Wyden said he was curious why U.S. consumers paid record-high prices at the pump at the same time that domestic oil production was also at a record high.
"This most recent round of gas price increases has come at a time of year when gas prices are typically at their lowest point but that has not been the case this autumn and winter," Wyden wrote.
Most regions of the United States saw seasonal spikes for gasoline earlier than average this year. Last month, the EIA said refinery outages and the switch to more expensive summer blends of gasoline were in part to blame for higher prices at the pump.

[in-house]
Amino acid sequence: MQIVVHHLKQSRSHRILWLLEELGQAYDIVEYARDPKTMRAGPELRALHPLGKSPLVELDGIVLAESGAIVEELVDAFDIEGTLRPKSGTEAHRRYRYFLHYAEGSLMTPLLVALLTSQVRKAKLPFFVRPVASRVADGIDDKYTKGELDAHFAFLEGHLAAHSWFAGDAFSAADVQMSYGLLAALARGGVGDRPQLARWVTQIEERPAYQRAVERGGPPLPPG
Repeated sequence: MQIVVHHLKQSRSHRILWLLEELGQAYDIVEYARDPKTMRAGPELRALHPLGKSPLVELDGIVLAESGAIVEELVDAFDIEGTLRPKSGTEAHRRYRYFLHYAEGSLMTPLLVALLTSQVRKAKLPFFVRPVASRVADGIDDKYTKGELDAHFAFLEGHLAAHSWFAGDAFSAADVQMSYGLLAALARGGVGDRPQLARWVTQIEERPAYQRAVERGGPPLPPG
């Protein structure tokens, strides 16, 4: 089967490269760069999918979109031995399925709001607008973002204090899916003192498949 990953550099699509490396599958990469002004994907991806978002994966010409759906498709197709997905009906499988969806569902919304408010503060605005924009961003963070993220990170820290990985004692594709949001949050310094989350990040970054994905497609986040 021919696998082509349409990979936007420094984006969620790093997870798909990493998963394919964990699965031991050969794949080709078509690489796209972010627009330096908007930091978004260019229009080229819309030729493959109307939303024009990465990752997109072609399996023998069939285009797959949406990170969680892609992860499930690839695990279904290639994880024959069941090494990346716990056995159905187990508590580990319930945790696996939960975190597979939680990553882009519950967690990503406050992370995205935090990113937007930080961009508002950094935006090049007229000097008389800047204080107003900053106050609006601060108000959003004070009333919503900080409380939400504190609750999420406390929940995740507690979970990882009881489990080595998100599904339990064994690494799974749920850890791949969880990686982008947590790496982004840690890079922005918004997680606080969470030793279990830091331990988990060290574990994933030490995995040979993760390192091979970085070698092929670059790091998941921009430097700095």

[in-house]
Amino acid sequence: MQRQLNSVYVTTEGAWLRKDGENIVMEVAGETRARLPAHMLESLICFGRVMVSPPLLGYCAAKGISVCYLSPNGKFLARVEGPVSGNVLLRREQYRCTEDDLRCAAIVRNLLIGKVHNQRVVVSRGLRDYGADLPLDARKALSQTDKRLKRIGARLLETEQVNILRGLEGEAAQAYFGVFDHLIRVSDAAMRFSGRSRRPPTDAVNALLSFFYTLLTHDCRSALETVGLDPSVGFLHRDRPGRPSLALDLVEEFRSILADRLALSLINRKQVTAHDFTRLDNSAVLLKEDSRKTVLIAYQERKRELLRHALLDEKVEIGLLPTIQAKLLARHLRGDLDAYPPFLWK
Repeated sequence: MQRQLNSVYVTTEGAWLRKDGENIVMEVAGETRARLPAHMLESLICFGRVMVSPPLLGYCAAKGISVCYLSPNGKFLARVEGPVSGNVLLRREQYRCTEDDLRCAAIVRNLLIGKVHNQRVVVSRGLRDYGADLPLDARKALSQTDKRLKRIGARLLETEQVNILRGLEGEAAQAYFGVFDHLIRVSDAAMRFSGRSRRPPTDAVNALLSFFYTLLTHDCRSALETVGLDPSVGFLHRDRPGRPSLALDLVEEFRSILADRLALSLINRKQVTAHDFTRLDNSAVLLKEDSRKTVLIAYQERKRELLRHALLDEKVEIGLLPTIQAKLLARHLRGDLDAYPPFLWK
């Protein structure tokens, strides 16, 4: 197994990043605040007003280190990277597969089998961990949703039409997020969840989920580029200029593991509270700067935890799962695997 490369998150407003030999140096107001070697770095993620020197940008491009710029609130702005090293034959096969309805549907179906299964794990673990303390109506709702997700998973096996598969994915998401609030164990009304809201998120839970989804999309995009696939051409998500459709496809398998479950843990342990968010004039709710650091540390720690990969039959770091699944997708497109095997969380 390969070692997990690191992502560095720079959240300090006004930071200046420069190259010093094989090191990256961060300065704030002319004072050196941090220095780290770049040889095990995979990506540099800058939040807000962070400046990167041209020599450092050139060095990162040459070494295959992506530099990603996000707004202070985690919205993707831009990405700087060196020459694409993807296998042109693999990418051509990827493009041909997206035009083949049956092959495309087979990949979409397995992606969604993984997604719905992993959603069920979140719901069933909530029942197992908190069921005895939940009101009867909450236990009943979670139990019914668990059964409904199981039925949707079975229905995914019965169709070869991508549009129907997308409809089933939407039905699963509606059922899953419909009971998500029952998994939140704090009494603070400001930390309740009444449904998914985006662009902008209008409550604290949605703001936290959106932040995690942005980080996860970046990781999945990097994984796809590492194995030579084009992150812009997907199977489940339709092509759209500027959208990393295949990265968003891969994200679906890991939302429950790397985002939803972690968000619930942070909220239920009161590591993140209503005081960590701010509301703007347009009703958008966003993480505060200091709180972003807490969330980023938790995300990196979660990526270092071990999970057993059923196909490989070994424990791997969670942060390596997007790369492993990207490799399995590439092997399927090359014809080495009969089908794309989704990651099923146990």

So-called crack spreads, the difference between wholesale gasoline prices and crude oil prices, were identified by the EIA as accounting for more than 60 percent of the price increase.
Prices started to fall by March, however. Motor group AAA reports a national average price for a gallon of regular unleaded gasoline at $3.70, about 3 cents lower than last week.
The EIA said it expects gasoline prices for 2013 to average $3.55 per gallon.